To Spotify or not?
That is the question. Er, for today's post I mean - to Spotify or not to Spotify? Obviously it's a hot topic now - or was last week when Thom Yorke and Nigel Godrich of Atoms For Peace decided to remove their music from the Spotify service, and were vocal about it, taking to Twitter to explain their frustrations with the streaming service.
For a decent summary of the grievances artists feel toward Spotify and Pandora and some of the other streaming sites check out this New Yorker piece - it contains links to Godrich and Yorke's Twitter feeds, and to other pieces on the topic including Damon Krukowski of Galaxie 500's piece for Pitchfork from 2012 about the depressing pay-rates from Pandora in particular (he mentions Spotify too).
I'm a new convert to Spotify. I've only taken up with it in the last few weeks.
My argument, same as it had always been for any kind of "illegal downloading", was simple: I don't have time to get through all of the music I'm asked to get through as it is/I receive enough free music anyway.
Of course it's never free as such. Never mind the orchestrations you think you are hearing on the disc - there are always strings attached.
And so I've gone about my business for the last decade never too concerned with these over-exaggerated "death of the industry" proclamations. Again, I've had a standard answer there: There was music long before there was ever "a music industry", there'll still be music when that industry crumbles.
And I don't care for the industry - I care about the music. That's what I listen to, what I love, what I write about. The industry is - for me - mostly a hindrance. An annoyance. A set of painful negotiations; a series of unanswered emails, ignored calls, petty grudges and thin-skinned, fragile egos locked in a circle-jerk with the buttered-up, the fools, the wannabes, the suck-ups and the frauds.
(Side note: want an example of how sad and petty it all is? I'm denied a comp to see Steve Vai last week. Turns out the show is great; because I make it in anyway and then wrote this review. But Groove Guide in Auckland would have had no issue getting on the guest list for the little plug they gave the gig ahead of time - despite, you know, running a picture of Joe Satriani with their blurb. But I digress...)
Anyway, I've turned to Spotify - because it's helping me to put my opinion across. I care about access to albums. I care about spreading the word, sharing my thoughts, making recommendations, issuing warnings. And Spotify is helping me to do that. I can access albums that I'll never get sent - I can hear things quicker, on time, ready for review. Spotify has become a tool of the trade for me. Arguably it was always that - but I've only just discovered it. I'm happy taking my time with these things. I'm also happy in the knowledge that I am not ripping artists off. You might not agree with my logic - and that's fine, have your say below - but in using Spotify to listen to music that I then write about I'm spreading the word, I'm giving plugs. (I even choose the right photos to go with the artists).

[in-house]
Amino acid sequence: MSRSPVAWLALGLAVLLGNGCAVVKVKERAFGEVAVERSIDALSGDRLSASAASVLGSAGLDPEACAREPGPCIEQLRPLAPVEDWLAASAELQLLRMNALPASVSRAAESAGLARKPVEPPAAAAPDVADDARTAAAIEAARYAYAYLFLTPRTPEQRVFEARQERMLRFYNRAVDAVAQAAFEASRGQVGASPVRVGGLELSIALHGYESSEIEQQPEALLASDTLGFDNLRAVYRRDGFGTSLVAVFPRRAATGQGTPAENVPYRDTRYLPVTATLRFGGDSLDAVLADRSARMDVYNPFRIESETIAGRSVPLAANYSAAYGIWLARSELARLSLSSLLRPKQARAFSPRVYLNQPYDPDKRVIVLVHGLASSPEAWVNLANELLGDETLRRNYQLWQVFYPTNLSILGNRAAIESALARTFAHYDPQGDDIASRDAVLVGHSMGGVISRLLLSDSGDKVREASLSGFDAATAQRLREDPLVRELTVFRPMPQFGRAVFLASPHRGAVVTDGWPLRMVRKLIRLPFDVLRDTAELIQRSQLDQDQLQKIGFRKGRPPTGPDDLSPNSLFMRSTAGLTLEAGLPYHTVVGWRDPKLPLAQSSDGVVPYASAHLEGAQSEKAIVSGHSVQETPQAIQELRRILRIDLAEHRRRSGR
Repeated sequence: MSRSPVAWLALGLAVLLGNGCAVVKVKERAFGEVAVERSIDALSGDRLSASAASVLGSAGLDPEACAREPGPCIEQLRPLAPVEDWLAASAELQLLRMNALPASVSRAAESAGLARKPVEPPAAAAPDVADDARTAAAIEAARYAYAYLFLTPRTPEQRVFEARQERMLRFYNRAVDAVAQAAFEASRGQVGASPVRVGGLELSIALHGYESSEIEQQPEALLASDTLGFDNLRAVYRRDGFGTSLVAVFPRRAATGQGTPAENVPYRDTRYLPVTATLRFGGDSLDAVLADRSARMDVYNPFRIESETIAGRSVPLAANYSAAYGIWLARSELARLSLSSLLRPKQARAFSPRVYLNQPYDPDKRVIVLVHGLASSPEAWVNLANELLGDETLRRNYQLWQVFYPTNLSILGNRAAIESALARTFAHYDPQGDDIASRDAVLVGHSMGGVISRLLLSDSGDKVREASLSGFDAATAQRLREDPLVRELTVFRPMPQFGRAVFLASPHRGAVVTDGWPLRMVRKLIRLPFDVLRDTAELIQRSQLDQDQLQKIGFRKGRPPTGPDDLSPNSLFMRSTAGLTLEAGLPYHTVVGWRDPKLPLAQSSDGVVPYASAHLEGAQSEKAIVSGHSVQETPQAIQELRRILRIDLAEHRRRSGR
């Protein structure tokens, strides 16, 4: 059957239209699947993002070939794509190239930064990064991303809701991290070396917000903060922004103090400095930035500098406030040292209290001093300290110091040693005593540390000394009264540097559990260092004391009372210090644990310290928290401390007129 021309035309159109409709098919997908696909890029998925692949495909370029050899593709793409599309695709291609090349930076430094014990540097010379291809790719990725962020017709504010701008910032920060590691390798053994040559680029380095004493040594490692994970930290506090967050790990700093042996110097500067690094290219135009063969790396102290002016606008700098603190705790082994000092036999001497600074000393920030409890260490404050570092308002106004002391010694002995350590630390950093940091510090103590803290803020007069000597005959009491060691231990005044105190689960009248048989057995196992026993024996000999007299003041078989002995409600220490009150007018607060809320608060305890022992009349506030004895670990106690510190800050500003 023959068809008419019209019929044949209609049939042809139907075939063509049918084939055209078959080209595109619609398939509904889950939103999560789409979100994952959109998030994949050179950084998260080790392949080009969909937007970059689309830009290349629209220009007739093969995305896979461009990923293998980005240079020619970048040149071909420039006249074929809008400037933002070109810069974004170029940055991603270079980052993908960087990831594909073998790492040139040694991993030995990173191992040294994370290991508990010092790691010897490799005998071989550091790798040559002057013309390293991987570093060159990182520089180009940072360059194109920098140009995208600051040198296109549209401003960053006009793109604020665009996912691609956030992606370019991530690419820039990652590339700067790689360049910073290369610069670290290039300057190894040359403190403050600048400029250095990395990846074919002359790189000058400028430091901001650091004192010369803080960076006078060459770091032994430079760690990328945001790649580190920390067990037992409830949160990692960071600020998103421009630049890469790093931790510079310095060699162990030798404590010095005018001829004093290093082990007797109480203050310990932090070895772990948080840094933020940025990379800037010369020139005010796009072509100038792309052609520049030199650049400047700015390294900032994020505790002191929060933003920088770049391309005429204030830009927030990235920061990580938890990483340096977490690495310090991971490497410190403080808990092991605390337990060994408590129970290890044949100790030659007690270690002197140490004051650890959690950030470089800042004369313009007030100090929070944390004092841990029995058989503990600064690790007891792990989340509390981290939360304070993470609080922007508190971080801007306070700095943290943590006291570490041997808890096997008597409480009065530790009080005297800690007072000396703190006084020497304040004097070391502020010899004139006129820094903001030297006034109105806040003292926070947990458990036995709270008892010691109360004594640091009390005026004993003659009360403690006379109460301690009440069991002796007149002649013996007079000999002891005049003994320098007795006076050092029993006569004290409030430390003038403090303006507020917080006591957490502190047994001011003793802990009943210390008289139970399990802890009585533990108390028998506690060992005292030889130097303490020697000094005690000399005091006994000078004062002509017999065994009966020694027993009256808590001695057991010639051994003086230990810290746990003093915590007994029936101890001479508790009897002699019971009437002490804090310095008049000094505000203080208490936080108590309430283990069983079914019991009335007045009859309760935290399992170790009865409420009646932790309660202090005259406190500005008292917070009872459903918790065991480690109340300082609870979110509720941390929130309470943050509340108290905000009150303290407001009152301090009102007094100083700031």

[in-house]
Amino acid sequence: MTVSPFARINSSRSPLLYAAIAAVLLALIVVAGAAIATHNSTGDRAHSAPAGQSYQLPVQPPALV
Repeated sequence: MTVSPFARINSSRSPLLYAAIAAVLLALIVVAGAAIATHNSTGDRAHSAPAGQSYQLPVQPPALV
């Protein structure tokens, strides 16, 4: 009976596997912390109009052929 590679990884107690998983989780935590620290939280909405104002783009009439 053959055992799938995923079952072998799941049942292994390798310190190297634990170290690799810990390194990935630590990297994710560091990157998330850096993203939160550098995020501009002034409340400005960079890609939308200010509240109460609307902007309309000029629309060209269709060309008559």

I discovered one of my favourite albums of the year, so far, from foraging around on Spotify. I was able to prepare for my interview with Black Angels thanks to Spotify; also reviewing the band's latest album based on Spotify listens.
It even allowed me to review the new Fat Freddy's Drop album.
The new Matthew Herbert album is the most recent in a long line of Spotify discoveries for review. And in that instance I was back checking out Herbert's Score, a wonderful collection of his soundtrack work (a must-have; trust me) and all the way back to his Around The House which I reviewed back when it was released; one of the first things I reviewed for the local rag in fact. I may well post later this week, or month, or later in the year about Matthew Herbert and the great range of music he offers under various aliases and it will be thanks, largely, to Spotify.
Record companies now use an essentially similar service for critics to preview/review albums. Spotify is easier to use, quicker, with bigger, better range. So it's a no-brainer from that point of view. My iPod, turntable, car stereo, CD player, walkman (no, really!) and computer are all tools of my trade. Along with the obvious sites for brushing up (Wiki, YouTube, Google) and a few other quick-search sites (Amazon, Pitchfork) Spotify is now a go-to for me; a crucial resource.
So that's why I'm there - that's why I use Spotify. Everything I listen to on the site is written about in some way or other; research for posts here, reviews over at Off The Tracks, Tweets, Facebook posts, columns, interview-prep and so on.
So I'm new to Spotify. And I kinda like it. It hasn't replaced my record collection - and I still buy albums (most weeks in fact). And it won't replace that.
But it is an addition to my various listening experiences; a new resource for me, a new component to the tool belt.
But do you use Spotify? And do you feel okay about using it? Has Thom Yorke given you food for thought? Or is he missing the point, fighting a hopeless battle and something of a hypocrite anyway?
Do you think artists are being ripped off by streaming sites like Spotify? And is that even an issue? In this day and age is it a hopeless - dated - dream to be expecting revenue for recordings? Is the real money in publishing and performing with the recording a mere business card?
What are your thoughts on Spotify? Are you for it or against it or blissfully unaware of it?
Do you have a moral dilemma with Spotify and the like? Or do you like not spending money on music?
You can also check out Off the Tracks for The Vinyl Countdown, reviews and other posts.